This week our crew is preparing to produce a surf contest in San Diego on Sunday.
As with any event, there is a long checklist to go over. Judges, prizes, timers, music, divisions and waivers are just a few of the elements involved with a surf contest.
These are easy, however, compared with the two big ones: surf conditions and weather.
Our last scheduled surf event came on the tail end of record setting January rain and huge 15- to 20-foot storm surf. Needless to say we had to postpone that event for safety reasons. In stark contrast, this Sunday’s forecast is greeted with cautious optimism as we expect 6-foot surf and sunny skies.
The judging criteria, simply put, is catching the biggest waves and executing the most radical maneuvers.
That is what contest judges (typically a panel of three) are looking for when awarding scores.
Watching the surfers compete is always a thing of beauty as they attempt to harness waves which are inherently shifty.
Like making the winning basket with one second left on the clock or hitting a grand slam with two out in the ninth; many surfers dream of paddling past the pack in the finals and finding a perfect wave awaiting them, seemingly offering a chance to shine under the heavy expectations that contest surfing requires.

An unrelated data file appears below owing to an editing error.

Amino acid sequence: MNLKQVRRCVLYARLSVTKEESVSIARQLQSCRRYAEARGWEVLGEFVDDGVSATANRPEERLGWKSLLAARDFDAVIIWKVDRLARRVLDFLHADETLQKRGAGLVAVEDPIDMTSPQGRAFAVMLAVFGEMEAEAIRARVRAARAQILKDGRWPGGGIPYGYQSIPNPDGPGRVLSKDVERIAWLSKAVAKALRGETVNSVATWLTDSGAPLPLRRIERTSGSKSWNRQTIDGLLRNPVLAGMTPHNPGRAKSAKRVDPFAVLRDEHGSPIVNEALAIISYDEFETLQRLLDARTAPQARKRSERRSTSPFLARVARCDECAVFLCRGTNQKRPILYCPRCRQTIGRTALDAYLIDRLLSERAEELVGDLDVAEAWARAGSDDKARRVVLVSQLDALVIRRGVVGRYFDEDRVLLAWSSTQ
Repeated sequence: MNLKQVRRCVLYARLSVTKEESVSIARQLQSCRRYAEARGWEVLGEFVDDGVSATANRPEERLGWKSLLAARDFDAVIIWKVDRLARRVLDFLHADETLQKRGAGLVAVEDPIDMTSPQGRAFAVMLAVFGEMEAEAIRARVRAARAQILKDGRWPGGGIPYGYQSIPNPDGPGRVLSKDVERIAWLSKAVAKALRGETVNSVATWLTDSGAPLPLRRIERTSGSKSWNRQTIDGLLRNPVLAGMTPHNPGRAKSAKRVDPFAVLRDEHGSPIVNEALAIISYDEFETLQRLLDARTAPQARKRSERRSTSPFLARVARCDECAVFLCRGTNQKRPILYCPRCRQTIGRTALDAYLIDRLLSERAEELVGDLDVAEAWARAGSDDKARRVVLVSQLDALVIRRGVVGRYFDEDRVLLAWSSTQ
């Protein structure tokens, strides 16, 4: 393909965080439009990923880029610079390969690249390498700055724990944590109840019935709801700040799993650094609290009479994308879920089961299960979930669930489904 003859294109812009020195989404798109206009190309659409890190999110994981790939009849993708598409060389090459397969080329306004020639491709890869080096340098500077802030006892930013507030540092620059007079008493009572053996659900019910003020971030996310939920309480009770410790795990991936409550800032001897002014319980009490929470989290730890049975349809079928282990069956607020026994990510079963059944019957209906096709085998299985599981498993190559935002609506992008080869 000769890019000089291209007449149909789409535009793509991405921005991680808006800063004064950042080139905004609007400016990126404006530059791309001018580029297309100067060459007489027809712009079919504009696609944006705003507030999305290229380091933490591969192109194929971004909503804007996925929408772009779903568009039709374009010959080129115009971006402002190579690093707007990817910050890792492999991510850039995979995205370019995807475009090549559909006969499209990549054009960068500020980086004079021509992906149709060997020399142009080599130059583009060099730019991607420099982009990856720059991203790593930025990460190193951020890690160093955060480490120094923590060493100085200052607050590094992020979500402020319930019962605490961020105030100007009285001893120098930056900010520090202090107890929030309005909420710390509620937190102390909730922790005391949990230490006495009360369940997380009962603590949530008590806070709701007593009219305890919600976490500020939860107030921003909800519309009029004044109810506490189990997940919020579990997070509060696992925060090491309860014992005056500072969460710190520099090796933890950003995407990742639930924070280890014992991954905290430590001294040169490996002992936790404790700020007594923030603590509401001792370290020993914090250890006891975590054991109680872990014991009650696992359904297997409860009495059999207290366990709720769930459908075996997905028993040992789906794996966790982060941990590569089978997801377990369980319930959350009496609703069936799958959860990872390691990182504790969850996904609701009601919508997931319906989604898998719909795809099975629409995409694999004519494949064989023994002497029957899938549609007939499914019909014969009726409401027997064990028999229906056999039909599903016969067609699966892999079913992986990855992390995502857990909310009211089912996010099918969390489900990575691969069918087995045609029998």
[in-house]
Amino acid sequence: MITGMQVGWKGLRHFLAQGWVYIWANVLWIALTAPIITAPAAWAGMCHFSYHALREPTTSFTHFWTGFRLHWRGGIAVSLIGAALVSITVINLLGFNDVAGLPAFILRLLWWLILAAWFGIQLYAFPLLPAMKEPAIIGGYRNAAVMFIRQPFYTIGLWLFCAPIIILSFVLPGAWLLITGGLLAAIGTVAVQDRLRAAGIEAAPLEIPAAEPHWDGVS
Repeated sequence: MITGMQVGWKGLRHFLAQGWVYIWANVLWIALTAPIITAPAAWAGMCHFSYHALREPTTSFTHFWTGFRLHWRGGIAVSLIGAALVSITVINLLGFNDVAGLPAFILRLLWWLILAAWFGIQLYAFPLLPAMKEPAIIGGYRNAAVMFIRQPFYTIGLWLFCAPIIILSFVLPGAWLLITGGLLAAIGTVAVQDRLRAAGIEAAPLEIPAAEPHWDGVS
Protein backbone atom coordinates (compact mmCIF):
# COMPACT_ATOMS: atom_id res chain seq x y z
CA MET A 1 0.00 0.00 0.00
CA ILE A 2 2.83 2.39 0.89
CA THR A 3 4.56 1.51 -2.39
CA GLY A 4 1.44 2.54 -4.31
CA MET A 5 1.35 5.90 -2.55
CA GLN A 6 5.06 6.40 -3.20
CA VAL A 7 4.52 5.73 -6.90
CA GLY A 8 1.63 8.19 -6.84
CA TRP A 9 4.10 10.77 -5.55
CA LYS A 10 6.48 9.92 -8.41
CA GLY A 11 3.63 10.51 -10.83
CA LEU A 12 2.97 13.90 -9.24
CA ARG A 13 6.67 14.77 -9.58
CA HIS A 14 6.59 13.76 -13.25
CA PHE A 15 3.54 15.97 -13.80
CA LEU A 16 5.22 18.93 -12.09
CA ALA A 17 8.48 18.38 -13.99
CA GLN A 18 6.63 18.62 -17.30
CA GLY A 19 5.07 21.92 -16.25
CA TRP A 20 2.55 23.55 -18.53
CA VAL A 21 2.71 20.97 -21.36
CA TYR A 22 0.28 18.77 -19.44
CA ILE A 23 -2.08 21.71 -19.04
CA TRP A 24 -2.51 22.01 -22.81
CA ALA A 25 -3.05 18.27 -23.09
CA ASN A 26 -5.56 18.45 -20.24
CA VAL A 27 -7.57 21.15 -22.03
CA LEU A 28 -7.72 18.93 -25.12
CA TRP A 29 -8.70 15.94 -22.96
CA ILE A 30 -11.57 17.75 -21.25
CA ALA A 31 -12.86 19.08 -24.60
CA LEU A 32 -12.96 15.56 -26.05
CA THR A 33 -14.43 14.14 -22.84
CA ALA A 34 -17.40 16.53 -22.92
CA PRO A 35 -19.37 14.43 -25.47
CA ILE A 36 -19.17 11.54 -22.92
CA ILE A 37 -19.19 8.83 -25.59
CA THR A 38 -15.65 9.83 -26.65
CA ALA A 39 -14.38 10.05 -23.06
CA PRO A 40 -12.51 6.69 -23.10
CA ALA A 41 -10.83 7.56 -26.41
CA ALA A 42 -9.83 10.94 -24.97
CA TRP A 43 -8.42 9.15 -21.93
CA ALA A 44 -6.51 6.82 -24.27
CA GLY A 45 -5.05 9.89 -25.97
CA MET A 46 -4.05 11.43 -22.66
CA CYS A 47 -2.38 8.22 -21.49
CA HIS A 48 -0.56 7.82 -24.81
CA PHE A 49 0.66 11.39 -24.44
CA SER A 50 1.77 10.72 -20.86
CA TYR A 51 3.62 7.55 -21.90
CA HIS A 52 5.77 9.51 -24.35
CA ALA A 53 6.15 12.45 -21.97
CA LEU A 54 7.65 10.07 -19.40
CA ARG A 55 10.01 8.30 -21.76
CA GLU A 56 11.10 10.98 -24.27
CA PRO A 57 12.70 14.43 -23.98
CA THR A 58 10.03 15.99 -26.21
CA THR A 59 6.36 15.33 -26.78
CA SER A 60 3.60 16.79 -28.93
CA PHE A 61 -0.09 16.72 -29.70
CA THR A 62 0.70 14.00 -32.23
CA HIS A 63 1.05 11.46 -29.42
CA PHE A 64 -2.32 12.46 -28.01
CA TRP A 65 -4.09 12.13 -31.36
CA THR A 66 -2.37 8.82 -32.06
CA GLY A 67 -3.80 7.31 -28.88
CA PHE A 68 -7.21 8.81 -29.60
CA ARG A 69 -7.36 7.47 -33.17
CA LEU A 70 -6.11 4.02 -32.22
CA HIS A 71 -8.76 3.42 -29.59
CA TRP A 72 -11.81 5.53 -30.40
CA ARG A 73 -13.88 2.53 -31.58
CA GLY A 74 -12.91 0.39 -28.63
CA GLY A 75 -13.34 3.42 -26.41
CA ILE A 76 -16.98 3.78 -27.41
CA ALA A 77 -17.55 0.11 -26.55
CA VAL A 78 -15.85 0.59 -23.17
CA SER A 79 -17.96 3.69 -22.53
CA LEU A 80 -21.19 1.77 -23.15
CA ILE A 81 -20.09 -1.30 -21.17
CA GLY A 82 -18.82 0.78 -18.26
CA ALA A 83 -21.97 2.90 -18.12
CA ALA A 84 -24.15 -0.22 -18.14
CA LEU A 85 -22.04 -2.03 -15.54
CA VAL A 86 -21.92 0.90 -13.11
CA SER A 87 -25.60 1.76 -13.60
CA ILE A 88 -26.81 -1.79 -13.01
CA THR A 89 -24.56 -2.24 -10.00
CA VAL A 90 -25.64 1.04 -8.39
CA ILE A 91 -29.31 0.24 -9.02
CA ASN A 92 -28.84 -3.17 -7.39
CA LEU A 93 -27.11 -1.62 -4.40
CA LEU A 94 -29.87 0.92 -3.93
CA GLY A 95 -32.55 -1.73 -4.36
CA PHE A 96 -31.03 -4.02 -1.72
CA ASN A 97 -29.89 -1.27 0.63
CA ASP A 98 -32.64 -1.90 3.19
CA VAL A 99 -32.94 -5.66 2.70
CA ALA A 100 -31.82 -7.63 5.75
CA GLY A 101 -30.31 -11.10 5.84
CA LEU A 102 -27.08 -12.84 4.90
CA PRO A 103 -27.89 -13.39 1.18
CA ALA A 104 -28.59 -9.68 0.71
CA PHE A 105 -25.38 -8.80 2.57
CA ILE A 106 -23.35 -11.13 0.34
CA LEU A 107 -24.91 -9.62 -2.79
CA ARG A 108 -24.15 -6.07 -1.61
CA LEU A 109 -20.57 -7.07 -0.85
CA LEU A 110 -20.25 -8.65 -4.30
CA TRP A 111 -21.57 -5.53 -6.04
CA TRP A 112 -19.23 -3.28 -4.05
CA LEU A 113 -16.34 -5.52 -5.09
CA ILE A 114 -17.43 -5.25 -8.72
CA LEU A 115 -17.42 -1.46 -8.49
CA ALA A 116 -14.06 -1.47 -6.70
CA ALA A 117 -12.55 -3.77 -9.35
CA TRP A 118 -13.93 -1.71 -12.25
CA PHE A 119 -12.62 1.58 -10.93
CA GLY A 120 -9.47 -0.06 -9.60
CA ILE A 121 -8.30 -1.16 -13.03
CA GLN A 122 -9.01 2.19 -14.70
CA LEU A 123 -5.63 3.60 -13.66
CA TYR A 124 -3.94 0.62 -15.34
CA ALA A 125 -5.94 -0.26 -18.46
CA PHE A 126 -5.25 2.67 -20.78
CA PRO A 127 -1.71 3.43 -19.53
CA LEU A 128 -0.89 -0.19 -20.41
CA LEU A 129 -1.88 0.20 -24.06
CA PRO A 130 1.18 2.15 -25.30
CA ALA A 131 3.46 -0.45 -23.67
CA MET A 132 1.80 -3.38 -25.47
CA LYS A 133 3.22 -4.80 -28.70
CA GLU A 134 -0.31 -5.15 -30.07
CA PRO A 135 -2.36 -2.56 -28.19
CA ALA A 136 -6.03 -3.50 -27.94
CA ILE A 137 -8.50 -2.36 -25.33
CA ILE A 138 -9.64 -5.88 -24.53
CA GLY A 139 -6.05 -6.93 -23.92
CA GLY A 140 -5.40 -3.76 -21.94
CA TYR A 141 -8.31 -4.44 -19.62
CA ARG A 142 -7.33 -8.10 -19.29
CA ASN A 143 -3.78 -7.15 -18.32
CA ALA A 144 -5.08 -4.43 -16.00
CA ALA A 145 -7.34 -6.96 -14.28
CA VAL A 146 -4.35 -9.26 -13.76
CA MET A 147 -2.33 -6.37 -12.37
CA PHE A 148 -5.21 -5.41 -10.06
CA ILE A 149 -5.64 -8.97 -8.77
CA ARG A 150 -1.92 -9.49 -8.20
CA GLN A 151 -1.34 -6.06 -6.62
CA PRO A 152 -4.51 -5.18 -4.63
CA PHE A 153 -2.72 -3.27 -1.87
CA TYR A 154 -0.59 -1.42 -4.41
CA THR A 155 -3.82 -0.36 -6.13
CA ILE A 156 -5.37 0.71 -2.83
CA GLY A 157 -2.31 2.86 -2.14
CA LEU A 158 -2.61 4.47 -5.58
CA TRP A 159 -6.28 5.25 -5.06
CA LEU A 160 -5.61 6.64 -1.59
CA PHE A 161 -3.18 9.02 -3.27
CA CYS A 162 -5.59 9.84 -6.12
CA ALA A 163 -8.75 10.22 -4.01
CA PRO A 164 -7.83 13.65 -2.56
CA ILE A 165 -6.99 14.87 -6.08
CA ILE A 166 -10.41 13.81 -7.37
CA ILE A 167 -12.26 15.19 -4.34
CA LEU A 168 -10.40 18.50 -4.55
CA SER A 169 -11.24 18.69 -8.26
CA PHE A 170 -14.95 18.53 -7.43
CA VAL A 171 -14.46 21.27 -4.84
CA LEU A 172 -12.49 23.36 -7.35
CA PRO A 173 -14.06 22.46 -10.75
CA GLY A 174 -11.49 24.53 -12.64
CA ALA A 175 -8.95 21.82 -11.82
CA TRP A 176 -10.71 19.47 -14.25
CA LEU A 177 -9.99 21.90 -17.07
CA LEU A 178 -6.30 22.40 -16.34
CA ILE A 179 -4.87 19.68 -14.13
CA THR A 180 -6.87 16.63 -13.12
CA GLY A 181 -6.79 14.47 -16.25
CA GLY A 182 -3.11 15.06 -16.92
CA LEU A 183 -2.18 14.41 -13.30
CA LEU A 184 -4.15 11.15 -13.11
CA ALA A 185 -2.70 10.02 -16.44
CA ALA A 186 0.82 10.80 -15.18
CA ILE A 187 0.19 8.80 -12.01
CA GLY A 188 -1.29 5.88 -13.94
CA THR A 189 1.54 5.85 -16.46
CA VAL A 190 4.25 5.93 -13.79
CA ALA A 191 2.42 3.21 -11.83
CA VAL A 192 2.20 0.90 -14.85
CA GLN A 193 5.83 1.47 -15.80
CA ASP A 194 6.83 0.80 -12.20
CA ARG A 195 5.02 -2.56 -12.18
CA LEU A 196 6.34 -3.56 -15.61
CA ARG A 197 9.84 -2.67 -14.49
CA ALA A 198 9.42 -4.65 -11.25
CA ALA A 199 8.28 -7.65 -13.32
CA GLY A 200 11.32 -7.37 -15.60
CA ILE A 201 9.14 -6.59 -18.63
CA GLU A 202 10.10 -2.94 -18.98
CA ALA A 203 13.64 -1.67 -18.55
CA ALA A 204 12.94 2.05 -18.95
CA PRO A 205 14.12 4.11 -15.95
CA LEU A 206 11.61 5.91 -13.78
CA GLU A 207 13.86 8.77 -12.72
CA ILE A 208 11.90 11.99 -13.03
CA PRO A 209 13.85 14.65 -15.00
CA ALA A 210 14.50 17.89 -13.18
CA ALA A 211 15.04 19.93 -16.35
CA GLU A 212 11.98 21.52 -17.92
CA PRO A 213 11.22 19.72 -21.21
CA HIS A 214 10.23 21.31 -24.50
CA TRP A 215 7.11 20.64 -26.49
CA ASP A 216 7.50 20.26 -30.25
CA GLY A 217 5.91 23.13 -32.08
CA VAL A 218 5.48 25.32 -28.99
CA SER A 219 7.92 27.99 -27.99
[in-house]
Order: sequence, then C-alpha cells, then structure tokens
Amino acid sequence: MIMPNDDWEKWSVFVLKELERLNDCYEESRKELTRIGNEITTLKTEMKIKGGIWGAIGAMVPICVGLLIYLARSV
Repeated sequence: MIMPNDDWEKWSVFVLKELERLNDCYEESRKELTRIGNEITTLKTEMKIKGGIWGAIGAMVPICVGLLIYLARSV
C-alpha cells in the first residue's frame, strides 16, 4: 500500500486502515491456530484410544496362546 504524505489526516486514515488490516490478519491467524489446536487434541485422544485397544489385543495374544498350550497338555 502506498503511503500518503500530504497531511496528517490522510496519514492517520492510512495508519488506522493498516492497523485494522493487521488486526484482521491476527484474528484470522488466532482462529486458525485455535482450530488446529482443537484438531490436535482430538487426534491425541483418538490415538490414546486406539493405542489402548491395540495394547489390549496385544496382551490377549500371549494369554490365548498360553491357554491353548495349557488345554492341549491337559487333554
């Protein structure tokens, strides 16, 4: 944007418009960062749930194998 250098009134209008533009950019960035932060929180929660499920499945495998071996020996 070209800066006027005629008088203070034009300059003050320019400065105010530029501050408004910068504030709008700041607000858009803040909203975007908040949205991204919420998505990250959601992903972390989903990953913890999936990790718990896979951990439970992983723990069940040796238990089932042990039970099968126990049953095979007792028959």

With much practice and effort competitive surfers learn to thrive under these conditions and excel.
As the day progresses the drama quotient rises "” culminating in a final heat between four final competitors.
It’s intense and often keeps spectators riveted as lead changes and radical, go-for-broke surfing often prevails.
I’m a nut for acceptance speeches.
I love to hear the often interesting journey a winner takes listeners on while thanking those who made the victory possible.
God, parents, spouse, coaches, friends, a promise, revenge, renewal or maybe nothing in particular.
Sometimes it makes perfect sense, other times no rhyme or reason to be found.
Looking at the winning scorecard tells part of the story "” looking into the eyes of the victorious surfer tells the rest.
For more information, visit www.surfride.freedom.com.
CHRIS WILLIAMS is a surfing coach and Laguna Beach resident, and father of four surf-crazy sons. He can be reached at email@example.com or (949) 497-5918.